April 7, 2023
Partners and vendors need to change the way they sell to customers given the latest advances in technology and how it is delivered. Joe Batista says he’s seen his share of changes in IT sales during his 40 years collectively at HPE (pre-divestiture from HP) and Dell EMC.
Batista, who left Dell last September and now advises partners and vendors, says the client engagement has changed. During his keynote session, May 2, at the Channel Partners Conference & Expo, Batista will share his observations and discuss how the sales process needs to evolve based on changes in customer needs and expectations.
Joe Batista is one of more than 150 channel visionaries and experts speaking at the Channel Partners Conference & Expo. The event also features more than 375 ICT companies in the massive expo hall. Register now for the world’s largest independent channel event, May 1-4, at the Venetian in Las Vegas.
Channel Futures: The title of your session, the Changing Geometry of IT, is intriguing. What’s the meaning behind it?
Joe Batista: If you look at the tech industry, as we all know, it’s changing rapidly. And it’s not only changing from a triangle to a square, but it’s also changing from a square to a polygon to an octagon. Everything is changing. And the question becomes, everyone’s looking at superficial change, but what is the vector that’s changing?
CF: What vectors are changing?
JB: The Gartners, the Forresters and the IDCs look at trends, and they come up with the same boring trends every year. It’s AI, it’s mobile first, it’s cloud. But the vector underneath is, what’s changing that trajectory? Why aren’t people going to the cloud? Or why are sales changing? I call them the vector, and the vector changes the geometry of how IT behaves. If you understand that, you can align the resources of your company.
CF: What are some of the key vectors you will be discussing?
JB: In the old days, we used to sell the features and the benefits of a product. And the big “aha” for almost two decades was solution selling. And then a few years ago, we got the big brainchild of consumption models — Dell has Apex, HPE has GreenLake. We go from selling feature benefits to a collection of products called solutions, to now this whole thing called consumption. What customers are really looking for is beyond business outcomes; they’re looking for value creation.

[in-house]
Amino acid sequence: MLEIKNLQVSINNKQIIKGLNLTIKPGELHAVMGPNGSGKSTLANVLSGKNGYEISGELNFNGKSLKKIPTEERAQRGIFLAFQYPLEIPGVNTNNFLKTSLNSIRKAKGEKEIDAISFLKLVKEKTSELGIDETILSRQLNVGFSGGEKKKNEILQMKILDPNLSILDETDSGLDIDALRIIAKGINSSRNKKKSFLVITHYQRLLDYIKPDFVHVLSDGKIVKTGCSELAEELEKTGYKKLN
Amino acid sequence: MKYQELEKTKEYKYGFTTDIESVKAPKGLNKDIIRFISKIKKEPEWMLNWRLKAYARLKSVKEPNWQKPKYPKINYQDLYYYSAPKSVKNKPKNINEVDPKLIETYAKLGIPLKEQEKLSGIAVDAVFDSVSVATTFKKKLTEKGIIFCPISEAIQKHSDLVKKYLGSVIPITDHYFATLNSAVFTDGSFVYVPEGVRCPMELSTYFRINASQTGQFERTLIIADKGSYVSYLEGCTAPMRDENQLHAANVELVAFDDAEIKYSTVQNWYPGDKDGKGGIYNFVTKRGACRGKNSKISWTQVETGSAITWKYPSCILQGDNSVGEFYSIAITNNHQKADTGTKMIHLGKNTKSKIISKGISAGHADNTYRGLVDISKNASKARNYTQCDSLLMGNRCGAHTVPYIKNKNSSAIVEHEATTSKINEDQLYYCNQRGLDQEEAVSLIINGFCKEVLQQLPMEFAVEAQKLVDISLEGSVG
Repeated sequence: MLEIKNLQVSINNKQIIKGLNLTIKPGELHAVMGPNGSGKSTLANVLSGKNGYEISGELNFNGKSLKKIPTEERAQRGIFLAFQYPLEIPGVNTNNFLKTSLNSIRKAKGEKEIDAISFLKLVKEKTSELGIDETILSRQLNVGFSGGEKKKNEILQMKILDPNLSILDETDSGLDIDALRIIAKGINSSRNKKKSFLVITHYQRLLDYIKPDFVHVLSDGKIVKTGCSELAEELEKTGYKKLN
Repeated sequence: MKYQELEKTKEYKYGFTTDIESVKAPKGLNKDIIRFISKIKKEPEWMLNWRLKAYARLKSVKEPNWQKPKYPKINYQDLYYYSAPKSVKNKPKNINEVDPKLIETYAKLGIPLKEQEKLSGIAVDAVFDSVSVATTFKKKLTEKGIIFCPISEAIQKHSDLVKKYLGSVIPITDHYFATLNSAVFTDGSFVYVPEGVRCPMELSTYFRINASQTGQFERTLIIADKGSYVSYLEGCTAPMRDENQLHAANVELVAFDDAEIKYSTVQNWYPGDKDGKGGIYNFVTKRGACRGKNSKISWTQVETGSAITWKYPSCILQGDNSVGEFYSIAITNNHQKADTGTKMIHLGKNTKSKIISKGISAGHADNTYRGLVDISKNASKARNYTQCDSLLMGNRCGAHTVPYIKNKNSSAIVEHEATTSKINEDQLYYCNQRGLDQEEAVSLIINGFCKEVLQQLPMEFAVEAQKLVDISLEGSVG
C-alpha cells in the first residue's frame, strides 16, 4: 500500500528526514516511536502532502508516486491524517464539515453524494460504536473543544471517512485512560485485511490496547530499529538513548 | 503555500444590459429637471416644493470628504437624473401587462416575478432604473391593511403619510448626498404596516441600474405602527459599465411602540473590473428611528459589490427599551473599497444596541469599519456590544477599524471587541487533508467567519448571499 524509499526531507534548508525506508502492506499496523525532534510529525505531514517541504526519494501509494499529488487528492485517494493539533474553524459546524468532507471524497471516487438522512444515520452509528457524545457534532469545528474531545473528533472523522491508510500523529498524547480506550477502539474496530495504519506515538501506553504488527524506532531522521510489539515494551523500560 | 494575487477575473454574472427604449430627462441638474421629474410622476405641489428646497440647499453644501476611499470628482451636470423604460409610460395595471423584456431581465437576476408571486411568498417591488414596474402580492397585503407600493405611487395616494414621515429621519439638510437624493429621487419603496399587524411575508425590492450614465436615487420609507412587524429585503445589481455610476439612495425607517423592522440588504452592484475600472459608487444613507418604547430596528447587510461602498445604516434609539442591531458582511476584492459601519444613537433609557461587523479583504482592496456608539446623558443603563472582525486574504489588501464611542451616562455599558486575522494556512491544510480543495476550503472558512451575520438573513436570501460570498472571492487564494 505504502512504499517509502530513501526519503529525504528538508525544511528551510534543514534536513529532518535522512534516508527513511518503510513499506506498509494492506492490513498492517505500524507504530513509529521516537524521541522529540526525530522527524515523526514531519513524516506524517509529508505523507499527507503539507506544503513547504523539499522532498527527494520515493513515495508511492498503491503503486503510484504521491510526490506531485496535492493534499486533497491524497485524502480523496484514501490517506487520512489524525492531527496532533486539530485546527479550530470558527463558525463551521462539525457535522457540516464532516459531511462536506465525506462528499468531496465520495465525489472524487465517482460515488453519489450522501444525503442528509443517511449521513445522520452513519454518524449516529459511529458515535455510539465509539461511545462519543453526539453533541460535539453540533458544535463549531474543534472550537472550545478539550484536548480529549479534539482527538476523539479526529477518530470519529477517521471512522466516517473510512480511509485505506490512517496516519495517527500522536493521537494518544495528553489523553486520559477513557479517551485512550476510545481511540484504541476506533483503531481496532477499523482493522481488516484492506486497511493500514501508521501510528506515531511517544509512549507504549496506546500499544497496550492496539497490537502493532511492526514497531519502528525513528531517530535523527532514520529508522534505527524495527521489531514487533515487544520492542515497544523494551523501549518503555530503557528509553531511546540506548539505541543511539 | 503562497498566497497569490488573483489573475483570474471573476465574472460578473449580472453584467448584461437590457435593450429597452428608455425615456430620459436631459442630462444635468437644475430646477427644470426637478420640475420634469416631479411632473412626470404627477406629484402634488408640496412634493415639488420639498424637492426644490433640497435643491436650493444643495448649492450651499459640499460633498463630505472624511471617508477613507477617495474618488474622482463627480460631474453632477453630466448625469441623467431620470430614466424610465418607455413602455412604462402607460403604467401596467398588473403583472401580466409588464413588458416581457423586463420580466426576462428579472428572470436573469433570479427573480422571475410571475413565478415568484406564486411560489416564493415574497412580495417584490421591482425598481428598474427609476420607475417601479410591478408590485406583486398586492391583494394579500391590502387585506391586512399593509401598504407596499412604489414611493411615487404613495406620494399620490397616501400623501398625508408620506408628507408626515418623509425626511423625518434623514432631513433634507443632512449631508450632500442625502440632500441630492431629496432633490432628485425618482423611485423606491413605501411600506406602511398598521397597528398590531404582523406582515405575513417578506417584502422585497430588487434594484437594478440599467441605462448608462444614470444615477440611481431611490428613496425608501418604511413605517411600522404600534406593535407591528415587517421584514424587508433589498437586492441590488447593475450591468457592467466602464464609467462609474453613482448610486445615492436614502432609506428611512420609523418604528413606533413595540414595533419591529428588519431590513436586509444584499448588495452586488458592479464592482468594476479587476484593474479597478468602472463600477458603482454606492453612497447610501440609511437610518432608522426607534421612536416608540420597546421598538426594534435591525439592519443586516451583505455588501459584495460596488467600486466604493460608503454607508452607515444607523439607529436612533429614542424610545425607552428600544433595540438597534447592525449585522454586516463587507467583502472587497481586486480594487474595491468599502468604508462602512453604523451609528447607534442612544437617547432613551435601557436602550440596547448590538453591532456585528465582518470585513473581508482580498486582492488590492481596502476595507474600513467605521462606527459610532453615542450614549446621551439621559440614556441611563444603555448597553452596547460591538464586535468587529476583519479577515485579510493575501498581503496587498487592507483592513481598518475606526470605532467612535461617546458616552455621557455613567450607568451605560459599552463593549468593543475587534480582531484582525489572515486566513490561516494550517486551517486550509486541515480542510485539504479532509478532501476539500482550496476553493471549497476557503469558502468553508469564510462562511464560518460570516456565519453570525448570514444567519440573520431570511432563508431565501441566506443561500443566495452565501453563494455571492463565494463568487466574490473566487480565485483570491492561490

CF: How is that changing the customer relationship?
JB: I’ve done more than 20,000 sales calls in my career, and more than 3,000 executive briefings. From my experience, customers are very uneven. To keep with the geometry analogy, customers aren’t even. If you can understand them deeply, then you can begin to align and figure out what that structure looks like.
CF: What about partner relationships with vendors? Should they be paring down the number of vendors they work with, or increasing them?
JB: What I see – which is not substantiated by any research or analytics but just my observation – is that through much of my career, customers always love to disintermediate vendors. So they had these stovepipes. For networking they might go with Cisco, EMC for storage, etc., and this is a very disintermediating approach. And they would rationalize it by saying they would get best-of-breed, and then lowest cost by domain. I think what’s happened, is that the complexity index has gone through the roof, that argument of best-in-breed, and the complexity that goes with it, doesn’t really hold the savings. Now customers are trying to pick one, two or three vendors, and just standardize. That’s a great opportunity for channel partners.
CF: So you think partners should work with fewer vendors?
JB: Yes, there’s too much overlap. And I see I see a lot of channel partners moving to adjacencies. If they’re good in one area, they’ll move to an adjacency like security, or if they do storage they may move to an adjacency like data. I think that’s another winning strategy for channel partners.
CF: How is the current economic climate impacting where partners should shift their focus?
JB: I’m not a futurist; I don’t predict the future. I like to create it. … You should focus on the muscle that allows you to pivot and have the greatest flexibility. When [New England Patriots head coach] Bill Belichick hires players, the player might play safety, but he might also play cornerback. So you need to build in that flexibility, or the ability to pivot so that when the context changes, you’re extremely flexible to accommodate the new realities.
CF: How will you break that down?
JB: I’m going to present three or four frameworks of what the dialogue should look like between your brand and the client, so that you can unlock more value between you and the customer. And I’m going to give them three or four frameworks that create value for the customer.
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